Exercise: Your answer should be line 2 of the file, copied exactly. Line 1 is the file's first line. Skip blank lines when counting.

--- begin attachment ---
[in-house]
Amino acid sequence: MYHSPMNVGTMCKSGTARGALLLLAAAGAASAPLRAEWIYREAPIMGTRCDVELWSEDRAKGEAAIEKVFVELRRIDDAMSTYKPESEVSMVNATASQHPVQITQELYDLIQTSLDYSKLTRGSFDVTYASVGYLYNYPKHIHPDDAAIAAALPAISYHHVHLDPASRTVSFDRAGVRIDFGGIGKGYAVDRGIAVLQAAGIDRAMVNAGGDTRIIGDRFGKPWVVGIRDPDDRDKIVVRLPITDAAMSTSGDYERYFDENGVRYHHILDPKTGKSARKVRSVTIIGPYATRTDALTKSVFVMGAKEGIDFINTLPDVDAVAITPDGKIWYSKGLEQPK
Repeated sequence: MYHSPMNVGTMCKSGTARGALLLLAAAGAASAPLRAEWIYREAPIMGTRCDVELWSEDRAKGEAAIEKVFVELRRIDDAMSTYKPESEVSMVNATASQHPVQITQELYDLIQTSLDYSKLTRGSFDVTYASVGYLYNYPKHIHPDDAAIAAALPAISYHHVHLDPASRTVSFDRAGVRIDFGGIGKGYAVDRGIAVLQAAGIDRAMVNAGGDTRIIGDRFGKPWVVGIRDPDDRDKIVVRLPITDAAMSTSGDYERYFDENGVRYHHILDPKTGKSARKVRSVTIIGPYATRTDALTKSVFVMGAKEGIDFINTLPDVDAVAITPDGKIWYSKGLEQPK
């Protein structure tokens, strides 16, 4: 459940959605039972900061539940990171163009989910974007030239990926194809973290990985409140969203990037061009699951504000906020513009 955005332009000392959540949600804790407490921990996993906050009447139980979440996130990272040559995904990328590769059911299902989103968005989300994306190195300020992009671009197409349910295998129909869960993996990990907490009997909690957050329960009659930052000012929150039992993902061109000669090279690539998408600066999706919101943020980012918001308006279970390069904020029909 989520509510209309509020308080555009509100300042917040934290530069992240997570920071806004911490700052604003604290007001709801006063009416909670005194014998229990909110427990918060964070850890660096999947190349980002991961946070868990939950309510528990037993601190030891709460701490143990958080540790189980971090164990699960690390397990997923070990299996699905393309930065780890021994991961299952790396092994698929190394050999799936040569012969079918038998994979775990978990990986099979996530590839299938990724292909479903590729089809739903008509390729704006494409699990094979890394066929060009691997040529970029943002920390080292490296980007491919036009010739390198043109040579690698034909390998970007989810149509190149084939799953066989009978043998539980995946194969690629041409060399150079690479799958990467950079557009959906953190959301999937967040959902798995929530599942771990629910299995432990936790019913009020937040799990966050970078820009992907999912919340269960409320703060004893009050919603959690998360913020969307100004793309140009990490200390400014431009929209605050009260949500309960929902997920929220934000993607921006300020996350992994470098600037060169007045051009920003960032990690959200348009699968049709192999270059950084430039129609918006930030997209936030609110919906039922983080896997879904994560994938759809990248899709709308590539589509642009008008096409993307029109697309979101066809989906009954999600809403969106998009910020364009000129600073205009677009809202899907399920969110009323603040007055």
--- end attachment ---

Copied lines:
Amino acid sequence: MYHSPMNVGTMCKSGTARGALLLLAAAGAASAPLRAEWIYREAPIMGTRCDVELWSEDRAKGEAAIEKVFVELRRIDDAMSTYKPESEVSMVNATASQHPVQITQELYDLIQTSLDYSKLTRGSFDVTYASVGYLYNYPKHIHPDDAAIAAALPAISYHHVHLDPASRTVSFDRAGVRIDFGGIGKGYAVDRGIAVLQAAGIDRAMVNAGGDTRIIGDRFGKPWVVGIRDPDDRDKIVVRLPITDAAMSTSGDYERYFDENGVRYHHILDPKTGKSARKVRSVTIIGPYATRTDALTKSVFVMGAKEGIDFINTLPDVDAVAITPDGKIWYSKGLEQPK